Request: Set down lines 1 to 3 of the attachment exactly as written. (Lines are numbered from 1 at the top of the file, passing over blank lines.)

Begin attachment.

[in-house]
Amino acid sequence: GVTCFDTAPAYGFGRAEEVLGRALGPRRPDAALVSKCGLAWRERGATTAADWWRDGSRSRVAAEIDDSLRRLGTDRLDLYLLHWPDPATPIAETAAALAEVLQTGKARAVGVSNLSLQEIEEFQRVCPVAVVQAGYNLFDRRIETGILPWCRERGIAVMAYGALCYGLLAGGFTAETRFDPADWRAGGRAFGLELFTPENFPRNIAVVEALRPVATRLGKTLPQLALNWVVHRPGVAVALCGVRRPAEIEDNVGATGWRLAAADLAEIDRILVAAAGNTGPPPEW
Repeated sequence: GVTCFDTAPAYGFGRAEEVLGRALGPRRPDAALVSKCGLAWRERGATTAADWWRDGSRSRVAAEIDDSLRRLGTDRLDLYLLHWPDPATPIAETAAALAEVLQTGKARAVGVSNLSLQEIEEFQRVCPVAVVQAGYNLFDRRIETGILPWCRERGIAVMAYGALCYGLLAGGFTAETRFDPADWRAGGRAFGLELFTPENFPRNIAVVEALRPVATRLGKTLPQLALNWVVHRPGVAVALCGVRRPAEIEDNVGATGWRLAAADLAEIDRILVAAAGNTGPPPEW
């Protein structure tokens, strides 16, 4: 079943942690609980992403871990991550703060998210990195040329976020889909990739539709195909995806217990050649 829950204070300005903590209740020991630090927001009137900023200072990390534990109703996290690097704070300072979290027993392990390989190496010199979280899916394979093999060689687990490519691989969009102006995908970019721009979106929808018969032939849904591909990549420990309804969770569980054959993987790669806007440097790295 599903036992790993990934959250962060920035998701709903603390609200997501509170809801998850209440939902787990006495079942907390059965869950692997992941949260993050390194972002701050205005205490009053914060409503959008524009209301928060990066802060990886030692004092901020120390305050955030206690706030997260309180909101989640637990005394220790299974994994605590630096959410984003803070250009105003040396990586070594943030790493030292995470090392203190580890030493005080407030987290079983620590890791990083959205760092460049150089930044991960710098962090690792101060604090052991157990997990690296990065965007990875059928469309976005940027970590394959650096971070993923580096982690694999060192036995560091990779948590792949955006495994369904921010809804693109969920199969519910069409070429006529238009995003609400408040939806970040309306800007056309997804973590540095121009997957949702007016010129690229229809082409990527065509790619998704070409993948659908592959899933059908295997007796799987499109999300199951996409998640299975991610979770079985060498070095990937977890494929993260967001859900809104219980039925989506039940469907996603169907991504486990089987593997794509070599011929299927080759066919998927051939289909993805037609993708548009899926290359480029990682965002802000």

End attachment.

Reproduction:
[in-house]
Amino acid sequence: GVTCFDTAPAYGFGRAEEVLGRALGPRRPDAALVSKCGLAWRERGATTAADWWRDGSRSRVAAEIDDSLRRLGTDRLDLYLLHWPDPATPIAETAAALAEVLQTGKARAVGVSNLSLQEIEEFQRVCPVAVVQAGYNLFDRRIETGILPWCRERGIAVMAYGALCYGLLAGGFTAETRFDPADWRAGGRAFGLELFTPENFPRNIAVVEALRPVATRLGKTLPQLALNWVVHRPGVAVALCGVRRPAEIEDNVGATGWRLAAADLAEIDRILVAAAGNTGPPPEW
Repeated sequence: GVTCFDTAPAYGFGRAEEVLGRALGPRRPDAALVSKCGLAWRERGATTAADWWRDGSRSRVAAEIDDSLRRLGTDRLDLYLLHWPDPATPIAETAAALAEVLQTGKARAVGVSNLSLQEIEEFQRVCPVAVVQAGYNLFDRRIETGILPWCRERGIAVMAYGALCYGLLAGGFTAETRFDPADWRAGGRAFGLELFTPENFPRNIAVVEALRPVATRLGKTLPQLALNWVVHRPGVAVALCGVRRPAEIEDNVGATGWRLAAADLAEIDRILVAAAGNTGPPPEW